Split Sessions at Capitol

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Tyler & Barchue.jpg

An unprecedented three separate and distinct sessions were yesterday held simultaneously in the 68 year old Capitol Building (at the Legislature) with two at the Lower House and one in the Upper House with the presence of over 400 elite officers of the Liberia National Police.

Compelling Recusal of Speaker Tyler?

Thirty eight (38) members of the House of Representatives (34 present and four distance), who are referred to as “Renegade or Conscious Lawmakers” have unanimously adopted a resolution to remove Rep. Alex J. Tyler, Sr., as Speaker or Presiding Officer of the Legislature.

The defector lawmakers, in an outlawed separate session in the William R. Tolbert Joint Chambers, which was presided over by Deputy Speaker Hans Barchue, made the decision yesterday due to a resolution signed by 40 members of the House of Representatives. However, three of them, including Saah Joseph, Samuel Woleh and Morais Waylee, claimed that they withdrew their signatures.

The “conscious Lawmakers”, in search of a place to hold their session, proceeded to the Joint Chamber, which they found locked. The sergeant-at-arms, believed to be a Tyler sympathizer, was unavailable to provide access to the Joint Chamber. It was then that former Speaker, Edwin M. Snowe, Jr. ordered the door busted, according to eyewitnesses, which was performed by a staffer of Deputy Speaker Hans Barchue.

The anti-Tyler lawmakers suspended the House’s Rules and Procedures on the Motion for Reconsideration as well as the Normal Legislative Procedural process of the Committee’s work to effect the decision to recuse Speaker Tyler.

The lawmakers also appointed an ad hoc Chief Clerk and Deputy Chief, Rudolph Hill and Darlington Blayon, staffers of the Deputy Speaker.

In the resolution, the lawmakers said the Speaker has denigrated his colleagues who have expressed disagreement with his dictatorial leadership and refers to elected Representatives of the Liberian people as surrogates, forgetting that he is just ‘primus inter pares’ (first among equals) by the free election of his peers.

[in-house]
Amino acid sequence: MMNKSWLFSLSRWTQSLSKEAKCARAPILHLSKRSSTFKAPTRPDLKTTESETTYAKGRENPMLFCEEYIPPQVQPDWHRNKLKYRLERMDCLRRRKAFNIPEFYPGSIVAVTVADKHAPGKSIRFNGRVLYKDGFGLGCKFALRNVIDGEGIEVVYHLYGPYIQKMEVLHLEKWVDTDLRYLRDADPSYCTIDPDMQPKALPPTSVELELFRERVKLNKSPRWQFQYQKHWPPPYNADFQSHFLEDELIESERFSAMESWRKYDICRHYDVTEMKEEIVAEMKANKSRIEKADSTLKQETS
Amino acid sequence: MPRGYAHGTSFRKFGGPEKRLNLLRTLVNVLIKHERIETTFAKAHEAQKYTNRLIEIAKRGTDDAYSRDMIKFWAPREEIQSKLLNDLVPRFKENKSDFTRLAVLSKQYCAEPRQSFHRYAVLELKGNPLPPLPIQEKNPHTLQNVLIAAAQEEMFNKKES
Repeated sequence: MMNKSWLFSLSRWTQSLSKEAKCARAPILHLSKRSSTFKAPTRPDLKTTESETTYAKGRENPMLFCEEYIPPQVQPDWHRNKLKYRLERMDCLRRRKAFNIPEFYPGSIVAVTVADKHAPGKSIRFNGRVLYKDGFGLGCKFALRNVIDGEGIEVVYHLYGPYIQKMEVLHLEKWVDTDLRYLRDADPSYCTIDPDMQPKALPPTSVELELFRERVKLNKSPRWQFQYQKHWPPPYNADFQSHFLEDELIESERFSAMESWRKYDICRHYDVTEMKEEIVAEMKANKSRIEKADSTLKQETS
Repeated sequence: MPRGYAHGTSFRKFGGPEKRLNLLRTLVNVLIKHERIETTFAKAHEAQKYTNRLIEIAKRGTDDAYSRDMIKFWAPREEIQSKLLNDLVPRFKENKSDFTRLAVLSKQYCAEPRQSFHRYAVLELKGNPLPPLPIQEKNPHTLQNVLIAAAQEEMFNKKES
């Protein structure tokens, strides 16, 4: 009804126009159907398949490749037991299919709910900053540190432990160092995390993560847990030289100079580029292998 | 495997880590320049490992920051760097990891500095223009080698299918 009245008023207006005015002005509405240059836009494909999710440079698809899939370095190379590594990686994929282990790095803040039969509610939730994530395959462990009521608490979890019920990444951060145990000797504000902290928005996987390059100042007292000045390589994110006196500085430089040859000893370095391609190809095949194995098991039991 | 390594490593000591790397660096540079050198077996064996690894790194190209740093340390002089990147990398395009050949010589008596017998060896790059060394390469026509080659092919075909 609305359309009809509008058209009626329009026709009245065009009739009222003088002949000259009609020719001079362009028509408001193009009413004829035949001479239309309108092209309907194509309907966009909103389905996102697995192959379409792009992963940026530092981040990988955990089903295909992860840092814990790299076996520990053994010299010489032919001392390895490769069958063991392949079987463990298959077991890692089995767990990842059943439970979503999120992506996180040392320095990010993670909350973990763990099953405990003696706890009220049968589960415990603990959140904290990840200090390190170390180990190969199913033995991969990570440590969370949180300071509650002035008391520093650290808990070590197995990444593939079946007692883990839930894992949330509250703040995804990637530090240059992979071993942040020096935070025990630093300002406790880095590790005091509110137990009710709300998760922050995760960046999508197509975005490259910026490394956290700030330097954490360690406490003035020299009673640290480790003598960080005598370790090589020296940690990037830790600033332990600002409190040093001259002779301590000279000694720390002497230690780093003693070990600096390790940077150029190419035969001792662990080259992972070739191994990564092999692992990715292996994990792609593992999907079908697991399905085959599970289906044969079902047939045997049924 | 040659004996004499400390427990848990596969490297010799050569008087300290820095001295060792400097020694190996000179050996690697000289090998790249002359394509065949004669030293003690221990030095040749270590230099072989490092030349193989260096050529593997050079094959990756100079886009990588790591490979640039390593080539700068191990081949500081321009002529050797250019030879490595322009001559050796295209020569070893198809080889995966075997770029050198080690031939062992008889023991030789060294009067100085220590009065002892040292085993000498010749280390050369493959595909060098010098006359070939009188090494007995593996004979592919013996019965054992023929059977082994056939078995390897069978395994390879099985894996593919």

“Whereas, that the Speaker has been criminally indicted of a crime. We the members of the House should not have to bear the burden of these allegations. Let the Speaker exonerate himself of these criminal charges using our court system and not hide under the authority of the Speaker’s gavel,” the Interim Chief Clerk read.

“Whereas and in so declaring, we, the majority members of the Honorable House of Representatives of the 53rd Legislature having taken a solemn oath of office to protect and uphold the constitution and all other laws of the Republic call upon Hon. J. Alex Tyler to immediately recuse himself as presiding officer.”

The Interim Chief Clerk added: “Whereas we also call on those doing business and other activities with him to immediately halt and refrain from future transaction with him in the name of the Honorable House of Representatives including the Liberian Senate, the Executive and Judiciary Branches of Government and the Special Representative of the Secretary General of the United Nations Mission.”

Those who signed the resolution included: Rep. Numene T.H. Bartekwa, Rep. Emmanuel Nuquay, Rep. Munah E. Pelham-Youngblood, Rep. Samuel G. Kogar, Rep. Thomas P. Fallah, Rep. Acarous M. Gray, Rep. Edwin M. Snowe, Rep. Julius Berrian, Rep. Morais T. Waylee and Rep. Samuel G. Wolleh.

Others are Rep. Richmond S. Anderson, Rep. Corpu G. Barclay, Rep. Adolph A. Lawrence, Rep. Christian Chea, Rep. Johnson Chea, Rep. Saah Joseph, Rep. Roland O. Cooper, Rep. Worlea S. Dunah, Rep. Henry B. Fahnbulleh, Rep. Edward S. Forh, Rep. Josephine George Francis,